Often, when parents face each other in family mediation, they experience an acute stress response referred to as ‘fight or flight’. These feelings trigger a hormonal response, which in the case of mediation, prepares the body to stay and deal with the perceived threat. The hormone release activates the body’s sympathetic nervous system initiating reactions such as increased heart rate, blood pressure changes, and faster, shorter breaths – the body is tensing as it prepares to act. Before parties can focus on something else (ie the kids), they must regulate themselves to turn down their body’s response to fear. In FDR, the mediator will be attuned to the ‘flight or fight’ reaction one or both of the parties are experiencing and will skilfully begin the process of shifting the focus from each other to a shared focus on the child, which can help regulate people, by bringing them back to the purpose of the mediation.

Sometimes the mediator will ask the parents to each bring a photo of the child to mediation, as a reminder of the most important party in this challenging negotiation – a visual image can quickly change the body’s response – and refocus the parents. A mediator may acknowledge the interpersonal pain the parents are experiencing, reminding them that despite their pain, both love their children and want to act in their best interests – if shown how. The mediator is there to guide them into thinking in the interests of the child. Mediators can help change the dialogue, by asking parents about their children – attributes, personality, concerns and needs allowing for parents to shift towards a more reflective mindset.

In instances of high conflict FDR, the mediation may swing from adult to child concerns and back again. As the mediation progresses, the mediator will know the appropriate stages to reassert the child focus – sometimes using educational resources (such as presenting the developmental stages of each child to aid the parents in their understanding of the child’s needs) to help the parents’ make informed decisions in the child’s best interests. And sometimes, when the parents are arguing from a positional point of view (their interests), the mediator will refocus on common ground – the fact they both love and care for their children deeply.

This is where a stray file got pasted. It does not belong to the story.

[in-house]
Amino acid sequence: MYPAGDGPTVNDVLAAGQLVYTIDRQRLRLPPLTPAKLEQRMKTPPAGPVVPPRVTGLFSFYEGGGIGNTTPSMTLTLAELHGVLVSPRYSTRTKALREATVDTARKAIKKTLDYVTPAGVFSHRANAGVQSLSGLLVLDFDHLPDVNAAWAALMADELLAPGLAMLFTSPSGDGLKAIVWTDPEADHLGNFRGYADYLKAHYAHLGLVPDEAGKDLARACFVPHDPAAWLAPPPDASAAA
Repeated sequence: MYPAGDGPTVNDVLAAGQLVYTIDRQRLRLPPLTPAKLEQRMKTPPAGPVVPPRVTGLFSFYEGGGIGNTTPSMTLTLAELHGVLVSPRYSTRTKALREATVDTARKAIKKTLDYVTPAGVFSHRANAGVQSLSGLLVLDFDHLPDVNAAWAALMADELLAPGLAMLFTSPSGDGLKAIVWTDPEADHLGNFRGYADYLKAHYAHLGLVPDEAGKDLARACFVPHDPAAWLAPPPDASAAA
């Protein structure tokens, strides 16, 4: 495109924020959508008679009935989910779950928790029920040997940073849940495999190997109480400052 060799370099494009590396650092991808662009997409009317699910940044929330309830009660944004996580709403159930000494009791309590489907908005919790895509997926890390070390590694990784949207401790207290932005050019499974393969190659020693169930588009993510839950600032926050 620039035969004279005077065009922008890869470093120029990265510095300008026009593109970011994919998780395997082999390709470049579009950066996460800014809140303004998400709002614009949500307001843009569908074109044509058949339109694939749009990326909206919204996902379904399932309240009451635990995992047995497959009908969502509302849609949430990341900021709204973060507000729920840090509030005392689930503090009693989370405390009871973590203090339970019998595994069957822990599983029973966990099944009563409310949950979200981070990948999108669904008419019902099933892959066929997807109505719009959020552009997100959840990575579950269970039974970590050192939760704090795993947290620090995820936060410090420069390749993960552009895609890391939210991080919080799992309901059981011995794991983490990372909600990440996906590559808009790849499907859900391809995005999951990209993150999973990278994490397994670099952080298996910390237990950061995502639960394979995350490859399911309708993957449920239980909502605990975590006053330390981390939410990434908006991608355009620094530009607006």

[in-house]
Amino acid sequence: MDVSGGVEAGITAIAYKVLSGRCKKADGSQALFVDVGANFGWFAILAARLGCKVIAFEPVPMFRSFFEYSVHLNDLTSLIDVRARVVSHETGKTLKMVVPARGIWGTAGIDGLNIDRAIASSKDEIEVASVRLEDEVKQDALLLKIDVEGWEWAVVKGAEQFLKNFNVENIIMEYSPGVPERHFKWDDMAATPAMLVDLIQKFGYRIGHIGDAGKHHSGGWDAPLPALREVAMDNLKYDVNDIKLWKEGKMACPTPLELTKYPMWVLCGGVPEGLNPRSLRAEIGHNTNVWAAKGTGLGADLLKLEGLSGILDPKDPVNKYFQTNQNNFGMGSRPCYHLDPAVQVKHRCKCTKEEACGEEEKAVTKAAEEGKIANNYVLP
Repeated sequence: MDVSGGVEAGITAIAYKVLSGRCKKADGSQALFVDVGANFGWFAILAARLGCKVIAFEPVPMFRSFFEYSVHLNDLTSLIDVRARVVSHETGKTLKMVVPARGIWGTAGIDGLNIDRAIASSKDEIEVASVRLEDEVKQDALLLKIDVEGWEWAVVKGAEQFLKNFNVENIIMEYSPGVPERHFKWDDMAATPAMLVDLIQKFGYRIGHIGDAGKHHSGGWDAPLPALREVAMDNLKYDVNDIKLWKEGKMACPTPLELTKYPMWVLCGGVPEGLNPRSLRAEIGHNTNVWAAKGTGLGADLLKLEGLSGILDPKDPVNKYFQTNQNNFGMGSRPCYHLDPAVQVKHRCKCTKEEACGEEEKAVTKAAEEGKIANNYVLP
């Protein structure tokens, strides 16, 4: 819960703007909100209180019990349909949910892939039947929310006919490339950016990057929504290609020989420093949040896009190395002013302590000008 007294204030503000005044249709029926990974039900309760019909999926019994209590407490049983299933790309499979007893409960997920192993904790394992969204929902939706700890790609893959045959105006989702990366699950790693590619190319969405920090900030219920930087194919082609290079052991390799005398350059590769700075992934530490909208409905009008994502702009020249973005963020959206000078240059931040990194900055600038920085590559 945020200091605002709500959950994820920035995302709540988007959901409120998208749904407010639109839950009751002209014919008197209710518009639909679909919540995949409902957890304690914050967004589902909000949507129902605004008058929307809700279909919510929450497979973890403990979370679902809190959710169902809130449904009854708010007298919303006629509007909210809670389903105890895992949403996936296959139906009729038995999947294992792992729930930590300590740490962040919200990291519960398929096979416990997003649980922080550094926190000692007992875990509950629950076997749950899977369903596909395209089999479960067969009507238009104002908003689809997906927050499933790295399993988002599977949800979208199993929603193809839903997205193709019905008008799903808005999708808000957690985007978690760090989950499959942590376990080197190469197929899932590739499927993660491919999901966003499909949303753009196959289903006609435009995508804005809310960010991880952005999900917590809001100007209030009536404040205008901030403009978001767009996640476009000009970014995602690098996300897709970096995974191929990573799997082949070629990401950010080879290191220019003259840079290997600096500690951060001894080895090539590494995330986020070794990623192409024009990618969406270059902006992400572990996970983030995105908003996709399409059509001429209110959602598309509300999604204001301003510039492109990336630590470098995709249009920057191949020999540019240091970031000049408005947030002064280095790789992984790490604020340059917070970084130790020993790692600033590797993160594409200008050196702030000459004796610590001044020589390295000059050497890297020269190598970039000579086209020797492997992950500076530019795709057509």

During mediation, parents sometimes need reminding that they will look back at this session, grateful that they could put their own issues of conflict aside and focus on a parental relationship that will meet the child’s needs today, and into the future. The cost of not reaching an agreement will have enormous negative and ongoing impacts on the children – that is often a powerful reminder to parents of why they are there in the first place – to alleviate the painful impact their conflict is having on the children. Gentle, non-judgemental reminders like these help parents move away from their adult differences and towards the needs of the child.

Parents who find the ability and willingness to move from being an adult couple in a conflict relationship to new roles as co-parents of their children, demonstrate their capability to make decisions in the best interests of the children, helping them to cope and move forward in their young lives, too.

To help you prepare for mediation, we have created a library of helpful information including checklists, tips and added detail around the process of mediation. For useful and relevant information you can download for free, we encourage you to visit our resources page.